“No, the toilets shouldn’t be here, it would be an ugly sight. No, no, no it can’t be there, the wind would blow the smell into the tent.”
This is a typical instruction from the commanding officer at any event site while deciding where to build toilets for the public during big events. Working for Bhutan Toilet Organization I was engaged in few such committee meetings and it’s disappointing to observe that even the most educated official among us had to be told that the toilets won’t be dirty and it won’t smell if we don’t want to. But almost all the time they win, and these people who won’t have to worry about managing the toilets in the following days make the decision on where and how toilets should be built.
Having grown up with dirty toilets, it has now become a mindset that all toilets will be dirty. The moment we discuss about public toilet we imagine all the filthy toilets we have seen in the past and even remember how it smelled. This very mindset affects all the decision we make now and stops us from moving forward into better future. This has happened to all our existing public toilets in towns across the country.
Working for Bhutan Toilet Organization I had the privilege of managing toilets at three major events in last few months. We began with Paro Tshechu, went to Punakha during Zhabdrung Tshechu and Peling Tshechu in Thimphu. We must have served at least fifty thousands people.
During those events, standing near the toilet door for days we had fun giving people the surprises of their lives. People would walk into our toilets with their nose covered because they knew from all their fond memories that the toilet would be dirty. A moment later we would hear them exclaim from inside, “Wow, it’s so clean”. And few good people would come out without their pride and thank us for the clean toilet.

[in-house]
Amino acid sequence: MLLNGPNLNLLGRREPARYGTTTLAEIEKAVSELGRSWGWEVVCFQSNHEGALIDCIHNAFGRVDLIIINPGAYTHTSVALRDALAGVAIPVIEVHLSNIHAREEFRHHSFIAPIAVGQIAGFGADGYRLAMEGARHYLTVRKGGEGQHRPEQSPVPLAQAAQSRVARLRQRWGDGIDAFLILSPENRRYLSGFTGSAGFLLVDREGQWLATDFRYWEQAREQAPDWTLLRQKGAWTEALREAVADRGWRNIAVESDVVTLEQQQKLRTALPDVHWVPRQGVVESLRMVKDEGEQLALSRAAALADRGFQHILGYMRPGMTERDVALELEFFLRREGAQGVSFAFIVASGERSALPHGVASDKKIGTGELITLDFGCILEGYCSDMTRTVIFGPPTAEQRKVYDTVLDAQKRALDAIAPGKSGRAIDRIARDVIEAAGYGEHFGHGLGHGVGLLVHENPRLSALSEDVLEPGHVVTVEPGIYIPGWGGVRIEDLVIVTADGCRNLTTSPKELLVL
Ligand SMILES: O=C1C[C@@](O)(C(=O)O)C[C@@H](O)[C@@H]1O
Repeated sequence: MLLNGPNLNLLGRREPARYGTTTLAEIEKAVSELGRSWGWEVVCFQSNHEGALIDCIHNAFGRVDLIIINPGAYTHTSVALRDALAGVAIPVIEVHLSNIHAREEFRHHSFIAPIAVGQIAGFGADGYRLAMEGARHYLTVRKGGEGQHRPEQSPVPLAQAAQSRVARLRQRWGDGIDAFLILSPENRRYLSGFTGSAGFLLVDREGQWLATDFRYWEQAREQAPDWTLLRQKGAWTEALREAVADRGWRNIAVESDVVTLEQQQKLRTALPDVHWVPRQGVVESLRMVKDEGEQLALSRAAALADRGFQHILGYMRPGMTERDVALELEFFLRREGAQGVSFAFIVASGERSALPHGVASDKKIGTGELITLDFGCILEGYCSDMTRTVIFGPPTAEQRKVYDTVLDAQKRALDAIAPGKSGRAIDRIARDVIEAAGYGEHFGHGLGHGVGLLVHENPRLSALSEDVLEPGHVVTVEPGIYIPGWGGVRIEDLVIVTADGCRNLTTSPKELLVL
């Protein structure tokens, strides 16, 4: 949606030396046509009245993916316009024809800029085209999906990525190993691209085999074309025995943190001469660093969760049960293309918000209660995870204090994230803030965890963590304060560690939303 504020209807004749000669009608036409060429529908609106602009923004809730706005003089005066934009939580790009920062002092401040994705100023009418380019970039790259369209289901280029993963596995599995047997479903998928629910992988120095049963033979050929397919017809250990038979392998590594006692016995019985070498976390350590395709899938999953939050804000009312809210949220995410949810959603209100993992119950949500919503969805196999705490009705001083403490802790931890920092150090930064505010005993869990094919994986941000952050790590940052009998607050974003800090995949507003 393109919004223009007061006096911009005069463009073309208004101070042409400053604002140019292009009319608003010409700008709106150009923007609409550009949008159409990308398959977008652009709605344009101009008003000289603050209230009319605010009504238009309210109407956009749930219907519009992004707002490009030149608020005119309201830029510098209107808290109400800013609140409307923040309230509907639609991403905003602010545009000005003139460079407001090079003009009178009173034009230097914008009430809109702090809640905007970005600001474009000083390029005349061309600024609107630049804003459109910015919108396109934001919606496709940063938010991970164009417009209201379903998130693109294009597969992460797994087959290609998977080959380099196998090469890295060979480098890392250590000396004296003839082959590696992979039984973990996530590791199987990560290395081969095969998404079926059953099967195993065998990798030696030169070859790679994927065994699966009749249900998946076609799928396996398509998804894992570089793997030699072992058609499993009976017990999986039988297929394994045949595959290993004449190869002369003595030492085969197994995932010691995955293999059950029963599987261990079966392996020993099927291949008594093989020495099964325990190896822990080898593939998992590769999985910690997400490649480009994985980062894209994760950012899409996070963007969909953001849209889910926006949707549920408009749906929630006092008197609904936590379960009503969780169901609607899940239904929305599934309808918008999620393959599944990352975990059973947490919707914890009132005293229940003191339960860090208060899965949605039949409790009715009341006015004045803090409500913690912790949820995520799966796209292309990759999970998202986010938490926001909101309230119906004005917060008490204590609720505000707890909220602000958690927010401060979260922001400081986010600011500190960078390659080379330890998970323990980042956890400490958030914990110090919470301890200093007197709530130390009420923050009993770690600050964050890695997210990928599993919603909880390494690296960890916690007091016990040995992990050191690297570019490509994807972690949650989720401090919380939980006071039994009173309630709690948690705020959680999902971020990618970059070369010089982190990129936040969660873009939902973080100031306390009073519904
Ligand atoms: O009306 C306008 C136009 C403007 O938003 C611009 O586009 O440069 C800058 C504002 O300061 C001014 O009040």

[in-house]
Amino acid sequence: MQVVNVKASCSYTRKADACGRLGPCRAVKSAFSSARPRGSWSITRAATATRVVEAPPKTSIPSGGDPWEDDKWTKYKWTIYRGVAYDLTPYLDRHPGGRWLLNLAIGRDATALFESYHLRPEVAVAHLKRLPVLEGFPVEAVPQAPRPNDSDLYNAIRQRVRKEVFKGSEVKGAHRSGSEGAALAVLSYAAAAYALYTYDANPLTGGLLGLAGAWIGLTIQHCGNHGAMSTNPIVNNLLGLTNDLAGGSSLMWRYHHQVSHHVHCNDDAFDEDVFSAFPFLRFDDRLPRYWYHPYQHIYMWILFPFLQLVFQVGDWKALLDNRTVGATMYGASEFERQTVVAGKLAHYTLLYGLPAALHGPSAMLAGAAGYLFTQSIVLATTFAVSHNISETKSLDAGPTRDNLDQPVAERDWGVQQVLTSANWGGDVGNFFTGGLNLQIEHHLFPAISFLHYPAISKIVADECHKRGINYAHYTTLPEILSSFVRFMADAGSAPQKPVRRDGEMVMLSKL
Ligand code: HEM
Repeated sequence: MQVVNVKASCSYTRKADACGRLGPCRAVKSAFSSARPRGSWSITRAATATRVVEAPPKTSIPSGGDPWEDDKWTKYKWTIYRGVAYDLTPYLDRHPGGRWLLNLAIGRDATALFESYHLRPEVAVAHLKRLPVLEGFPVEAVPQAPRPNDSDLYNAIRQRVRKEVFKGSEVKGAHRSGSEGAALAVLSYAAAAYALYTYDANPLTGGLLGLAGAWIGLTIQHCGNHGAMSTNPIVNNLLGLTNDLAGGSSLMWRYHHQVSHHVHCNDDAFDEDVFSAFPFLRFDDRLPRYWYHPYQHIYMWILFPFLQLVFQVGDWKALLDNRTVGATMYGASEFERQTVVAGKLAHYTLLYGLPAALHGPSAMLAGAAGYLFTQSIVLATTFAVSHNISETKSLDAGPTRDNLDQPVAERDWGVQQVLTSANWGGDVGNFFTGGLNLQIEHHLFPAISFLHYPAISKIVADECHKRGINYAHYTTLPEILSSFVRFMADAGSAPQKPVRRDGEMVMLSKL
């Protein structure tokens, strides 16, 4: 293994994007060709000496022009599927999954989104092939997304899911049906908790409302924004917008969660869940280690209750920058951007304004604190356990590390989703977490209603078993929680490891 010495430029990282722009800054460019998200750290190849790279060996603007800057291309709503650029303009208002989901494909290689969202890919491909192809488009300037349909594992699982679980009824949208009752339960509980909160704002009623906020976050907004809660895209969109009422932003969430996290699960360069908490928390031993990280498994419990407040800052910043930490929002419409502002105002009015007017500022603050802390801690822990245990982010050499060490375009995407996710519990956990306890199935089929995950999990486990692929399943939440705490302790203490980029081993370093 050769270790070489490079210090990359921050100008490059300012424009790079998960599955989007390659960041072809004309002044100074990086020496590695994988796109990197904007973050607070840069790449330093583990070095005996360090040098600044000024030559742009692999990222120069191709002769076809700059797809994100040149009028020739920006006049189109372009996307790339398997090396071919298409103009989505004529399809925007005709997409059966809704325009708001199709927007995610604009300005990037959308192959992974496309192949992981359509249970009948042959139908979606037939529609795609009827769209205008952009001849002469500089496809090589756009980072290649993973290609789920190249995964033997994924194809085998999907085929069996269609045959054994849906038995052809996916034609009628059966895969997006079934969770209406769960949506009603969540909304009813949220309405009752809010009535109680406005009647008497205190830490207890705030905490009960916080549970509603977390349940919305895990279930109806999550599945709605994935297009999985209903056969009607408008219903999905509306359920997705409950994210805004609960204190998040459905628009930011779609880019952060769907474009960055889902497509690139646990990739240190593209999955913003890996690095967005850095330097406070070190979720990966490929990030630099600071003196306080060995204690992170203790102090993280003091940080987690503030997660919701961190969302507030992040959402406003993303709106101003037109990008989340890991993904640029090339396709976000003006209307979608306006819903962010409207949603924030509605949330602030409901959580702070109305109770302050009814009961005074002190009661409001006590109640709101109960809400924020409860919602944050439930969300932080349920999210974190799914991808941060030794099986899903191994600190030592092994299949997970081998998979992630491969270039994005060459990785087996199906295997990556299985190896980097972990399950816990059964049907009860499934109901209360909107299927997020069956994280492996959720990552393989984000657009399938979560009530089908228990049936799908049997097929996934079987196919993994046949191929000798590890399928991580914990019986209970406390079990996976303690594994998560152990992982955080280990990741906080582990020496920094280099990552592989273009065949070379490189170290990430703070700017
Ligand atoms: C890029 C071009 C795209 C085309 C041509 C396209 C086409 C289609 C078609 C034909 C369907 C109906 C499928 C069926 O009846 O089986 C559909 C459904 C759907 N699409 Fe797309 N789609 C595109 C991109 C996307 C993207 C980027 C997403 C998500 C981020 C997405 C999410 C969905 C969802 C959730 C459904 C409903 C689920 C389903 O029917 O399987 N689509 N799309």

We surprise the people more by sitting under the shade of the toilet and enjoying our lunch while they come in and go our of our toilets. We believe that a toilet should be clean enough to sit by and enjoy a meal. We aren’t obliging anyone to live by our belief but because toilets are kept so clean our volunteers voluntarily enjoy their lunch near the toilet.
We have a long way to go on this journey of providing clean toilets to everyone and longer way to go in making people appreciate clean toilets and develop sound toilet habits in them. Many organizations and individuals are working on this. Everyone seems to understand the need for change but what must change first lies within us. We must change the dirty toilet mindset.
We must acknowledge that a public toilet can be a nice refreshing place. It should be given its due importance. We must stop pushing toilets away from us into the locations that are hardly accessible. At least the highly educated people who make decision on the design and location of public toilets must have clean toilets at home to base their perception of toilets, unless it’s so dirty at home.